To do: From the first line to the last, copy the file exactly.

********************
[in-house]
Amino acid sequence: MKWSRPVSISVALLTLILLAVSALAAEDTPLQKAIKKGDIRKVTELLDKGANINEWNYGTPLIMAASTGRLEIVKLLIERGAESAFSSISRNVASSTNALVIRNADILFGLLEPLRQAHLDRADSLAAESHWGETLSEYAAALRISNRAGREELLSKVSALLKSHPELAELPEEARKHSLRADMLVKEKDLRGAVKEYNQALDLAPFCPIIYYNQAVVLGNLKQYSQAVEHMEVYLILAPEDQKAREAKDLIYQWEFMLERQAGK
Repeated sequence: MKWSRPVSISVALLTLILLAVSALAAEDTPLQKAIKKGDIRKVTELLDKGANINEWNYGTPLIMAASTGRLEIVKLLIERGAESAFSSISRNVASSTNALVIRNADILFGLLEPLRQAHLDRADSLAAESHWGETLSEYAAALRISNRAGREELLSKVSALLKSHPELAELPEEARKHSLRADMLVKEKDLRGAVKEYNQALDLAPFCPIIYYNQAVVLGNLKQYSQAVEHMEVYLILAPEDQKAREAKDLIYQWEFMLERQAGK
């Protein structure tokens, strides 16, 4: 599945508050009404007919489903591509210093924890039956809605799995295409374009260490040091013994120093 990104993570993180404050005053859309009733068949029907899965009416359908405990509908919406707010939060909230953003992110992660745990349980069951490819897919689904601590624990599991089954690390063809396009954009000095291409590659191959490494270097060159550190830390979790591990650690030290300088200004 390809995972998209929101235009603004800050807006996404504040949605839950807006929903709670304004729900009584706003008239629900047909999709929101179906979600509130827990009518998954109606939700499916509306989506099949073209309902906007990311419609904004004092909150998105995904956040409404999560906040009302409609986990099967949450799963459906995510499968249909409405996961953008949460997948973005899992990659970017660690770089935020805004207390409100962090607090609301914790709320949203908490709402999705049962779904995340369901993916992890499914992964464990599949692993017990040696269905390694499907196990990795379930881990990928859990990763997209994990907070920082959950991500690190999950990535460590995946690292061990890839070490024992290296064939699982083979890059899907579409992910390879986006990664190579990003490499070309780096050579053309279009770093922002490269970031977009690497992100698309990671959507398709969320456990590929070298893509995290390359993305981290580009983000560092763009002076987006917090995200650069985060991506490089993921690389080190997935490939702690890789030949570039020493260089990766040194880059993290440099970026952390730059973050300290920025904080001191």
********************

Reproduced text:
[in-house]
Amino acid sequence: MKWSRPVSISVALLTLILLAVSALAAEDTPLQKAIKKGDIRKVTELLDKGANINEWNYGTPLIMAASTGRLEIVKLLIERGAESAFSSISRNVASSTNALVIRNADILFGLLEPLRQAHLDRADSLAAESHWGETLSEYAAALRISNRAGREELLSKVSALLKSHPELAELPEEARKHSLRADMLVKEKDLRGAVKEYNQALDLAPFCPIIYYNQAVVLGNLKQYSQAVEHMEVYLILAPEDQKAREAKDLIYQWEFMLERQAGK
Repeated sequence: MKWSRPVSISVALLTLILLAVSALAAEDTPLQKAIKKGDIRKVTELLDKGANINEWNYGTPLIMAASTGRLEIVKLLIERGAESAFSSISRNVASSTNALVIRNADILFGLLEPLRQAHLDRADSLAAESHWGETLSEYAAALRISNRAGREELLSKVSALLKSHPELAELPEEARKHSLRADMLVKEKDLRGAVKEYNQALDLAPFCPIIYYNQAVVLGNLKQYSQAVEHMEVYLILAPEDQKAREAKDLIYQWEFMLERQAGK
């Protein structure tokens, strides 16, 4: 599945508050009404007919489903591509210093924890039956809605799995295409374009260490040091013994120093 990104993570993180404050005053859309009733068949029907899965009416359908405990509908919406707010939060909230953003992110992660745990349980069951490819897919689904601590624990599991089954690390063809396009954009000095291409590659191959490494270097060159550190830390979790591990650690030290300088200004 390809995972998209929101235009603004800050807006996404504040949605839950807006929903709670304004729900009584706003008239629900047909999709929101179906979600509130827990009518998954109606939700499916509306989506099949073209309902906007990311419609904004004092909150998105995904956040409404999560906040009302409609986990099967949450799963459906995510499968249909409405996961953008949460997948973005899992990659970017660690770089935020805004207390409100962090607090609301914790709320949203908490709402999705049962779904995340369901993916992890499914992964464990599949692993017990040696269905390694499907196990990795379930881990990928859990990763997209994990907070920082959950991500690190999950990535460590995946690292061990890839070490024992290296064939699982083979890059899907579409992910390879986006990664190579990003490499070309780096050579053309279009770093922002490269970031977009690497992100698309990671959507398709969320456990590929070298893509995290390359993305981290580009983000560092763009002076987006917090995200650069985060991506490089993921690389080190997935490939702690890789030949570039020493260089990766040194880059993290440099970026952390730059973050300290920025904080001191």